India’s Consumer Boom

The Economist writes:

In a report on India’s consumer market published on May 3rd, [McKinsey has] added detail to the probable economic explosion ahead. Assuming annual growth averages 7.3% over two decadesa reasonable betIndia may overtake Germany as the world’s fifth-biggest consumer market by 2025. It predicts the middle class will expand from 50m to 583m, leaving only a fifth of Indians in the bottom household-income bracket, earning less than 90,000 rupees ($2,200) a year.

If McKinsey’s growth prediction looks reasonable, others look optimistic. For example, the report notes that spending on education and infrastructure will have to increase to support its analysis. Yet it is still hard to imagine so many hundreds of millions of Indians being educated to a standard befitting middle-income status. Transforming the thousands of rotten schools might prove impossible, even if sufficient money can be found. Given India’s relatively weak fiscal position, it perhaps cannot be.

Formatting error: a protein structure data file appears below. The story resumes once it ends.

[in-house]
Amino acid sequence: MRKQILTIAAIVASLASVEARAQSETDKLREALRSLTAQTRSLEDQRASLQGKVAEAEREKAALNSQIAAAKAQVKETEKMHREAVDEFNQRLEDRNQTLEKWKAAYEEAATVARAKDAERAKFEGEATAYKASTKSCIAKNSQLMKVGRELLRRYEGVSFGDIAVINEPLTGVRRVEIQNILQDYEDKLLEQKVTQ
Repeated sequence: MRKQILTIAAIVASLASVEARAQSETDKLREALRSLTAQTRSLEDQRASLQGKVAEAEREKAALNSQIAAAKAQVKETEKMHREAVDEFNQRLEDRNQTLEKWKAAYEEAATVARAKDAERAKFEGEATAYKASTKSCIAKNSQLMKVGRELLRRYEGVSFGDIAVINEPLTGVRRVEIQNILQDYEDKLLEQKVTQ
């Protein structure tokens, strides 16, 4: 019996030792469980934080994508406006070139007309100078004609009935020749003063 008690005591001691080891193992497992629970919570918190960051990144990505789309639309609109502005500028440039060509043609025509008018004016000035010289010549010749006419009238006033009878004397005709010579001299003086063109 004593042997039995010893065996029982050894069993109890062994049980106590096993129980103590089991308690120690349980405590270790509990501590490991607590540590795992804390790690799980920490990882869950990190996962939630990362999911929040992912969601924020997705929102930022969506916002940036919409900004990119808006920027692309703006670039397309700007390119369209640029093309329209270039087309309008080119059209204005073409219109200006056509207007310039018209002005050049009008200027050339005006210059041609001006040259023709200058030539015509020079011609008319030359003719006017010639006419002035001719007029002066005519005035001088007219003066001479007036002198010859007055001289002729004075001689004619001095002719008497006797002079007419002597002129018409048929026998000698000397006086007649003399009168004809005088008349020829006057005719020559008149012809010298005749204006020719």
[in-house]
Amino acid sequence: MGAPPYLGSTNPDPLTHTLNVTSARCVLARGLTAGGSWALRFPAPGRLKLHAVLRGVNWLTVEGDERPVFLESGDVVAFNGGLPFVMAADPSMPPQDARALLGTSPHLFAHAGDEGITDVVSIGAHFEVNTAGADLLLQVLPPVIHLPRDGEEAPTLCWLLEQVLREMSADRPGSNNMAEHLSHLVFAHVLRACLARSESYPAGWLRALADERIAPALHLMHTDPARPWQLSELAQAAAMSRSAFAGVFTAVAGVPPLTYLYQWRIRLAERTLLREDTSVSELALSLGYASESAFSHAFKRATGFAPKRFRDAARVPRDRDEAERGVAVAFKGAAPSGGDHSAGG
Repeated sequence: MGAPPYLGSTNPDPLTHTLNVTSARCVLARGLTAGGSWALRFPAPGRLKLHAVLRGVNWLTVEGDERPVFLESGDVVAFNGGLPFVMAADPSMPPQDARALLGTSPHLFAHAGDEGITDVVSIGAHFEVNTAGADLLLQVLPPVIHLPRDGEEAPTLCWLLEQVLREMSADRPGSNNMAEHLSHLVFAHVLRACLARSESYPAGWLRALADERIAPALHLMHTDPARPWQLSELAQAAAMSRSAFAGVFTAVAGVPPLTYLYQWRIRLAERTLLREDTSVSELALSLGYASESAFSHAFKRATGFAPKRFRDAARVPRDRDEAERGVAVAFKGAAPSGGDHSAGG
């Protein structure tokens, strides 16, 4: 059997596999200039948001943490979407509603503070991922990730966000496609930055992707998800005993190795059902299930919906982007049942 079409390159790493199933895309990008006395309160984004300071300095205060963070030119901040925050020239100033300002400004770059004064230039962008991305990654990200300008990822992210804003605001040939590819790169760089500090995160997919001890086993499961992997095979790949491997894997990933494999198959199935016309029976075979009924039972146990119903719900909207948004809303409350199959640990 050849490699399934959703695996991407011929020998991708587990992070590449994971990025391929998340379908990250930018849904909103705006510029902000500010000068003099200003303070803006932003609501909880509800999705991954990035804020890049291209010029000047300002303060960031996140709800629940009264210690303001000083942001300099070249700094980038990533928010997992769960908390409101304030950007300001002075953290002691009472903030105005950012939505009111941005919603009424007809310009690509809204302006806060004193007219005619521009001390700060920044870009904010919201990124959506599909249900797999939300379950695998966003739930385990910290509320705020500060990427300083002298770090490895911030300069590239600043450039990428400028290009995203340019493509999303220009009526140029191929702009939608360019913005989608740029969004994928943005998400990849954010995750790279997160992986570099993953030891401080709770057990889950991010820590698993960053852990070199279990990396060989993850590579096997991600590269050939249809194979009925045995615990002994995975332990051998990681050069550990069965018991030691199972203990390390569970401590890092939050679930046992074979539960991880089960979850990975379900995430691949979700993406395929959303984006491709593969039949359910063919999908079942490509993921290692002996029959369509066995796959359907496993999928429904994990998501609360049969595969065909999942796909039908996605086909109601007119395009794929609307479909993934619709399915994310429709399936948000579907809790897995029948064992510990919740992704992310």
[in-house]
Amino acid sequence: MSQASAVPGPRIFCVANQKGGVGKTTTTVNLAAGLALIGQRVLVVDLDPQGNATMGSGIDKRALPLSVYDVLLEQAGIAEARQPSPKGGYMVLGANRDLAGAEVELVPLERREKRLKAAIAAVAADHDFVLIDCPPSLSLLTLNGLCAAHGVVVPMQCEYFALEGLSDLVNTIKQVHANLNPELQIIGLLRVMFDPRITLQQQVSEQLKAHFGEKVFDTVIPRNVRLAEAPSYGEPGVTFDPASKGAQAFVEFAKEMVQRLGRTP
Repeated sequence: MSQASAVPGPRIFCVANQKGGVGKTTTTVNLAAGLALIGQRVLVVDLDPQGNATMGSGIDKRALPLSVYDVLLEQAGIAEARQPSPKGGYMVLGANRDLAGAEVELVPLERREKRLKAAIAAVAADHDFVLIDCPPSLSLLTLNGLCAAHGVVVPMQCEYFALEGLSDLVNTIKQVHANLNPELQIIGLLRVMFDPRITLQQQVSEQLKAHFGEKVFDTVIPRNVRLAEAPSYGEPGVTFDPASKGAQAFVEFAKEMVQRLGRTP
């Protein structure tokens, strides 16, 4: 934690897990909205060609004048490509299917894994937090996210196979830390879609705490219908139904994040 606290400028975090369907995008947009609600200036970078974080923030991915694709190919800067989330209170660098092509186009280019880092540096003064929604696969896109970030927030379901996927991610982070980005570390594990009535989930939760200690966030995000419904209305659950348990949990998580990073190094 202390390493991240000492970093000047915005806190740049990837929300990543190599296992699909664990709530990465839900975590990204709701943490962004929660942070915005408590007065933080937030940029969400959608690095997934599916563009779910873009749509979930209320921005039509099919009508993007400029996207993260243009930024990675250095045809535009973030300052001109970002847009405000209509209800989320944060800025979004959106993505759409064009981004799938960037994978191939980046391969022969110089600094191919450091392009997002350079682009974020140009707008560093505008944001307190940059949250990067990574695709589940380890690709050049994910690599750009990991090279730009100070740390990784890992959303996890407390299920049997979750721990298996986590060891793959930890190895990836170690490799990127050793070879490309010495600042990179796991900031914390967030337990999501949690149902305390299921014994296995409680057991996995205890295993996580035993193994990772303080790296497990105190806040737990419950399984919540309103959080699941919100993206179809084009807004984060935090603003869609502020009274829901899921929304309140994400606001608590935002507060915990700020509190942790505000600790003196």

Everything is Miscellaneous

Boing Boing has a review of David Weinberger’s “Everything is Miscellaneous”:

[It] is the kind of book that binds together innumerable miscellaneous threads and makes something new, coherent, and incontrovertible out of them. Weinberger’s thesis is this: historically, we’ve divided the world into categories, topics, and hierarchies because physical objects need to be in one place or another, they can’t be in all the places they might belong. Computers and the Internet turn this on its head: because a computer can “put things” in as many categories as they need to be in, because individuals can classify knowledge, tasks, and objects idiosyncratically, the hierarchy is revealed for what it always was, a convenient expedient masquerading as the True Shape of the Universe.